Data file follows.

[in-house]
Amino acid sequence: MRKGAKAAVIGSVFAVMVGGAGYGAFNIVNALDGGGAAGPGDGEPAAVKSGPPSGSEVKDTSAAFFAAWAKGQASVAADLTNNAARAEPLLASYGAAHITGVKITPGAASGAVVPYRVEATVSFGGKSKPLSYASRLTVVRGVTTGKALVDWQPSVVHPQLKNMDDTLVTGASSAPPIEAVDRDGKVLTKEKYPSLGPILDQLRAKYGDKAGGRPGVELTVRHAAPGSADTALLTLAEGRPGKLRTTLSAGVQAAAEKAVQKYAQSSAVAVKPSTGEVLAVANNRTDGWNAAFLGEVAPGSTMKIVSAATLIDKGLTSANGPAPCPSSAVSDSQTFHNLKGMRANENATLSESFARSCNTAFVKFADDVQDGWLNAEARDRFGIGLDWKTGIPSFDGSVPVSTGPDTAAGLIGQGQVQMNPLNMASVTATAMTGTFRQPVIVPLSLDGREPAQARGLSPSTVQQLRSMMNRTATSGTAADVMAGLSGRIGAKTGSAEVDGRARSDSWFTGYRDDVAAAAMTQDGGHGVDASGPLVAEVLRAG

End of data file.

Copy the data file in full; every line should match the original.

[in-house]
Amino acid sequence: MRKGAKAAVIGSVFAVMVGGAGYGAFNIVNALDGGGAAGPGDGEPAAVKSGPPSGSEVKDTSAAFFAAWAKGQASVAADLTNNAARAEPLLASYGAAHITGVKITPGAASGAVVPYRVEATVSFGGKSKPLSYASRLTVVRGVTTGKALVDWQPSVVHPQLKNMDDTLVTGASSAPPIEAVDRDGKVLTKEKYPSLGPILDQLRAKYGDKAGGRPGVELTVRHAAPGSADTALLTLAEGRPGKLRTTLSAGVQAAAEKAVQKYAQSSAVAVKPSTGEVLAVANNRTDGWNAAFLGEVAPGSTMKIVSAATLIDKGLTSANGPAPCPSSAVSDSQTFHNLKGMRANENATLSESFARSCNTAFVKFADDVQDGWLNAEARDRFGIGLDWKTGIPSFDGSVPVSTGPDTAAGLIGQGQVQMNPLNMASVTATAMTGTFRQPVIVPLSLDGREPAQARGLSPSTVQQLRSMMNRTATSGTAADVMAGLSGRIGAKTGSAEVDGRARSDSWFTGYRDDVAAAAMTQDGGHGVDASGPLVAEVLRAG